To Maroon 5’s credit (and the other performers too), they stuck with their performance and didn’t bow out due to the pressure that was mounted against them. I am glad they didn’t bow down and performed on, arguably, the largest stage known to man. I mean, 1 billion (that is a ballpark guess) viewers is a lot of people. However, I am irritated that they satiated the protests by basically being extorted into giving donations to charitable causes. It’s great for the charities, but sets a bad precedent.

Let’s be honest. That Change.Org petition with around 100k signers is a drop in the bucket to 1 billion+ and really should have no bearing on what the NFL or the performers did. Shouldn’t have even been a second thought.

People say they care about the whole Kaepernick thing, and maybe some really do, but I tend to think that it is just something to grandstand on. If you really cared you would have boycotted the NFL completely and stopped paying attention to what they are doing. Here’s the thing, the people who are protesting the issue just keep coming back. Wanna make an impact? Stop showing up and stop caring what they are doing.

No instead they raise a ruckus over some halftime performers who can’t win if they don’t, and apparently can’t win if they do. I saw all kinds of media attention around people being mad at them performing. Then mad at them for not performing right, or not being edgy enough. This is their livelihood and I think they should get a little credit for what they did.

I haven’t seen anything from these protesters who feel so strongly about the Kaep thing that they are boycotting the advertisers who bought ads during the show (at least there is none that I have seen – let me know if I am wrong). Wait, what? I need to boycott them too? OK, yeah, now it gets serious. If you are going to stand on principle, you better be prepared to go the whole way. It’s gonna get real serious if you do and you’re gonna need to make some life changes, not just the NFL but the products and advertisers who support them too.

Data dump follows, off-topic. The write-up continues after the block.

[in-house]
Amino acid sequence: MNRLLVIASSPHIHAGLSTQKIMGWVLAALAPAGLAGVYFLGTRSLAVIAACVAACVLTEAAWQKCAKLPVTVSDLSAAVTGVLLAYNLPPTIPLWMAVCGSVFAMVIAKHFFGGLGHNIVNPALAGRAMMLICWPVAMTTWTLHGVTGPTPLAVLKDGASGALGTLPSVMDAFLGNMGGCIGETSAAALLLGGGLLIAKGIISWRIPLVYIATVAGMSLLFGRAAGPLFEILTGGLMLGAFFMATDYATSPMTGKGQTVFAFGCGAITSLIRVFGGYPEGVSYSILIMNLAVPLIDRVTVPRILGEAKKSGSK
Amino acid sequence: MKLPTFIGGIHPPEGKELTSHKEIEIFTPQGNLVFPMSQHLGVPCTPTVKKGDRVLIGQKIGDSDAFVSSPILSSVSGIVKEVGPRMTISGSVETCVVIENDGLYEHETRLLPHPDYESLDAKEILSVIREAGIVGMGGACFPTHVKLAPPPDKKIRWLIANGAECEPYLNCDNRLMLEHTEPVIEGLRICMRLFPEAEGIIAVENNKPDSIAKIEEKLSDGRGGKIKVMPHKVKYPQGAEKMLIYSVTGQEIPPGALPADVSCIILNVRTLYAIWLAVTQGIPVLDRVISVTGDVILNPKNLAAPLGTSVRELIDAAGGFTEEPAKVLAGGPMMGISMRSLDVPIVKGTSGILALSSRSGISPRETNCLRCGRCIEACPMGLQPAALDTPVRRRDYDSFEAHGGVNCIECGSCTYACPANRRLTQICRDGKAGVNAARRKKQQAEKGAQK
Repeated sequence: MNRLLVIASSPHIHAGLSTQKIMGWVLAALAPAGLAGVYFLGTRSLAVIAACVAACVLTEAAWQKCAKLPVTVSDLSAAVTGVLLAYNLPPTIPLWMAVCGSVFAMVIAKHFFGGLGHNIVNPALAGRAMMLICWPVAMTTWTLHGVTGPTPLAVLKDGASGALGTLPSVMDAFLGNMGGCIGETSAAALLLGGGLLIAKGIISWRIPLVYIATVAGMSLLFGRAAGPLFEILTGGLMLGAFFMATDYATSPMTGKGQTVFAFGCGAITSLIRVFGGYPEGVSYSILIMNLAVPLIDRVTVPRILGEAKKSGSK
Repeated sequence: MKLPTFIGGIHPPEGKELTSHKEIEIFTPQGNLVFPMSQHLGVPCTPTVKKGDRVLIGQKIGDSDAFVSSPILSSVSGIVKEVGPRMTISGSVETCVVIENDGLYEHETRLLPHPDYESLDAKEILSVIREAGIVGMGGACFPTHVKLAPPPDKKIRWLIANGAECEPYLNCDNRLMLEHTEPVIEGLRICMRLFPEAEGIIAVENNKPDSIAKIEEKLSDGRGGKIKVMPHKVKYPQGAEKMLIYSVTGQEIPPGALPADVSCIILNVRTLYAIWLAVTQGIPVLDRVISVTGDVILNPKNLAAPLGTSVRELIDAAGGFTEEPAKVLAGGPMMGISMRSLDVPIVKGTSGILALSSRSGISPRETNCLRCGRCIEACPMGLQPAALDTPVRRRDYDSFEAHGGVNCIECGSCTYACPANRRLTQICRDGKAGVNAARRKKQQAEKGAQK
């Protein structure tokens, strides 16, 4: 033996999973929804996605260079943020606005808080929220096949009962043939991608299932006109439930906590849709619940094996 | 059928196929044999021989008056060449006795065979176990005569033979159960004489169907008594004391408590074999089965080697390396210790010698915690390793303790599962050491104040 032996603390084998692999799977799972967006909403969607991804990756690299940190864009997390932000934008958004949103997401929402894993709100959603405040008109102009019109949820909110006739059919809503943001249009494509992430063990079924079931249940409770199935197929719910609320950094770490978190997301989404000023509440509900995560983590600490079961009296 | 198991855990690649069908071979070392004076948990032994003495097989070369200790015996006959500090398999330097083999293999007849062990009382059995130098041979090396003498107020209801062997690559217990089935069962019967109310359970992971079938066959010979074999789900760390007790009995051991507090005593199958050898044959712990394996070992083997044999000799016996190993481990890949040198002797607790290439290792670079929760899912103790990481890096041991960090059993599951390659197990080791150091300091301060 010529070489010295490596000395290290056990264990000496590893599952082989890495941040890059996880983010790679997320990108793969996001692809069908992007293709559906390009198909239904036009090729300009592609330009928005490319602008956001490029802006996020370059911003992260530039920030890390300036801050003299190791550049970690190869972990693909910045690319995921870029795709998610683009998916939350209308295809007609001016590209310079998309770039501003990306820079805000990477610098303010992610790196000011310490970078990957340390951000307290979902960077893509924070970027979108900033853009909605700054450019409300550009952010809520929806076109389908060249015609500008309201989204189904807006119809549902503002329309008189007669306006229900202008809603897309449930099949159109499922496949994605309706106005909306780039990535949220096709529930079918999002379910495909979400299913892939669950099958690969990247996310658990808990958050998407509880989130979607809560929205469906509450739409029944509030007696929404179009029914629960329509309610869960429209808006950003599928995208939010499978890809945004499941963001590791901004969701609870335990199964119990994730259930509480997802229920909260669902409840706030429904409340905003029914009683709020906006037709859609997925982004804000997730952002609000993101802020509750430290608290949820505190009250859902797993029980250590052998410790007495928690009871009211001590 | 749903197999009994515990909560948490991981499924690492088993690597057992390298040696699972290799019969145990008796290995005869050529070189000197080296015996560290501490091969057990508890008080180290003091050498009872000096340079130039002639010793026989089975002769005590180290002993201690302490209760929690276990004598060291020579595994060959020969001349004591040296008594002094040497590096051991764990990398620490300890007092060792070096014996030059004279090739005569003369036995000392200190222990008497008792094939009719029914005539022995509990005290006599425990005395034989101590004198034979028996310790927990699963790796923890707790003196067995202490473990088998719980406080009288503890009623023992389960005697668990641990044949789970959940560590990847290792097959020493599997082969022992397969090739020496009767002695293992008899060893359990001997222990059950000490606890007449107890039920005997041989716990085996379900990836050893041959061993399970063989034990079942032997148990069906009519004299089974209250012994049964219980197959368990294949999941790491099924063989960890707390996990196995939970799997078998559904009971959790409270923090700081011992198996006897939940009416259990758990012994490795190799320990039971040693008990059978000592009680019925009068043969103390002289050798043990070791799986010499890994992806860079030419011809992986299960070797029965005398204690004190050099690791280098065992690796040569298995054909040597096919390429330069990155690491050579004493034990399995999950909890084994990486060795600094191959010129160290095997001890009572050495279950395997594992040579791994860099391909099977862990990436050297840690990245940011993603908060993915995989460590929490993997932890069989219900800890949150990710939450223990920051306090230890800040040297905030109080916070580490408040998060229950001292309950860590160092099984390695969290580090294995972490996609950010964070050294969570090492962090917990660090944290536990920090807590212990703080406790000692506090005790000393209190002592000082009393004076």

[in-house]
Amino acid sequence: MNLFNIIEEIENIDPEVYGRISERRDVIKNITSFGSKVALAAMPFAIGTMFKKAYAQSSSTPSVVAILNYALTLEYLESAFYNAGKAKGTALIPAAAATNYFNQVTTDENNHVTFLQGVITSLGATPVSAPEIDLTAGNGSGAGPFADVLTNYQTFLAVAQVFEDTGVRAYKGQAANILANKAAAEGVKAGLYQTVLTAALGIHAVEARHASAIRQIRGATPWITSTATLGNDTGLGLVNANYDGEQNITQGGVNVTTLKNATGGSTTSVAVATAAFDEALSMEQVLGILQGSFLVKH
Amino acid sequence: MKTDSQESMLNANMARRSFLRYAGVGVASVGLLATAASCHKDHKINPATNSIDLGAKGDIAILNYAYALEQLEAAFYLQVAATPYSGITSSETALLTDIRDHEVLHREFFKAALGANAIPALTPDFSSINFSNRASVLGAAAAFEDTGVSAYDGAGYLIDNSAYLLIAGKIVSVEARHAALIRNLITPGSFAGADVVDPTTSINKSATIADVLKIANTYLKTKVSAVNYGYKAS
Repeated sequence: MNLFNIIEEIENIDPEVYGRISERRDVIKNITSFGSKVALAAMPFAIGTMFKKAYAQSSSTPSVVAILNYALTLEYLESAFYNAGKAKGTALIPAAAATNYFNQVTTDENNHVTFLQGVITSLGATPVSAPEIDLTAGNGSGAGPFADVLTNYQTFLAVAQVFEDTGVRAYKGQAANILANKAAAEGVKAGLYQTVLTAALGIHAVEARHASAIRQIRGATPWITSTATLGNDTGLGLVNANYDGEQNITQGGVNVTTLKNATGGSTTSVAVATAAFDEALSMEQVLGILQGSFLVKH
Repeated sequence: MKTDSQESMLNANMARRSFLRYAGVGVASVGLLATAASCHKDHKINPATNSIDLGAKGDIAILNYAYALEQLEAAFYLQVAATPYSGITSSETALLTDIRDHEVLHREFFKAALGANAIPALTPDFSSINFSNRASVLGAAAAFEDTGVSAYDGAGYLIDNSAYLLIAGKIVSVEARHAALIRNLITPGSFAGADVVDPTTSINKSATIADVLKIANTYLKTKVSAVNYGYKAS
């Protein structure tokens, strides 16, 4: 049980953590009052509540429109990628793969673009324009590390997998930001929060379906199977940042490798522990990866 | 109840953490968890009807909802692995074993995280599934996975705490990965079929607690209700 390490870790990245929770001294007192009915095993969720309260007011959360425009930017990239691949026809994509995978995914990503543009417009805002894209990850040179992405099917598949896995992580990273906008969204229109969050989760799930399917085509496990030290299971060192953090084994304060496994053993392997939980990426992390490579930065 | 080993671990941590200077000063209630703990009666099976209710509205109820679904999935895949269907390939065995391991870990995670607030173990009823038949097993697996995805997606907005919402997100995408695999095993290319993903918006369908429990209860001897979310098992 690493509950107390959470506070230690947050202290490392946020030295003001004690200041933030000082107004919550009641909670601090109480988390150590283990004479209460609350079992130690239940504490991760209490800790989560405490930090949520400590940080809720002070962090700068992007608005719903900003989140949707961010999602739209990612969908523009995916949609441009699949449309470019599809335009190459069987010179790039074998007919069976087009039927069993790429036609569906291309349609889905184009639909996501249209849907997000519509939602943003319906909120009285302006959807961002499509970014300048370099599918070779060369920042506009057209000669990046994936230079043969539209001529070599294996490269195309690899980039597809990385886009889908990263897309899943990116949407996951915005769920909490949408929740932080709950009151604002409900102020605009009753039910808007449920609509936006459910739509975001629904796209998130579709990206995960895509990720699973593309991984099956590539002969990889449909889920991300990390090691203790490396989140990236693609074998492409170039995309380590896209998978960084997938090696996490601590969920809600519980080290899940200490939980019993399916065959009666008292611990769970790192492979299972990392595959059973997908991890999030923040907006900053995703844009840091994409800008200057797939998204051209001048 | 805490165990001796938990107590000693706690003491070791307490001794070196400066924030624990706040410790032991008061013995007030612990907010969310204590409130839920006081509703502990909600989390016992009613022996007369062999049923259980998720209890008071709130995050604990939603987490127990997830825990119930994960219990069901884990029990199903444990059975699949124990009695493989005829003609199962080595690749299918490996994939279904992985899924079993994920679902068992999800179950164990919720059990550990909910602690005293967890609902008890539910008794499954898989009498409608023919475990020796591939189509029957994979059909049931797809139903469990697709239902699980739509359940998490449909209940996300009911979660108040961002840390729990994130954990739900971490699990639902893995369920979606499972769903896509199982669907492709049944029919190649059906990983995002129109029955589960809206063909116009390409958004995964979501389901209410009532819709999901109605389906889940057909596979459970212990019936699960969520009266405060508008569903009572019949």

Yeah, I didn’t think you were that serious.

Extortion. It’s the new form of protest. 

 

 

 

Enough already, PT 2!

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This is an example of too much to read in less than 2 seconds. The photo is lovely, btw.

So, yesterday I had a little something to say about the “stories” feature on social media that seems to be taking the world by storm, but that some people aren’t telling stories but writing stupid novels with the overwhelming number of pics they post.

To follow up on that, can I just say that the other problem with “stories” is that people also want to put words on these photos. Not just a few words, like a caption for the picture, but like paragraphs…in small fonts…

Hey, if you want to write a paragraph on your photo, do it in the regular photo feed! I don’t know about most people, but I have a feeling I am not alone in that it is near darn impossible to READ a freaking small font paragraph in 1.32 seconds, let along all the links and other crap you include on the photo.

Again, for the love of your views and readers, keep the “stories” simple and short.

Enough already!

There is a disturbing trend going around social media these days and it bothers the heck outta me. I just don’t have all the time in the world for you, nor you me, so let’s keep it to one or two, not the whole story.

Social media has gotten this idea that people want to see a “story” about other people’s lives. Like I have none of my own, so I should see every aspect of someone else’s. So, Facebook and Instagram (yes, they are the same company) have instituted this “story” aspect where people can post multiple photos/videos that are chained together to tell a story. I hadn’t really payed much attention to these “stories” until just before the end of the year and then the end of the year came and I wish I hadn’t started in the first place.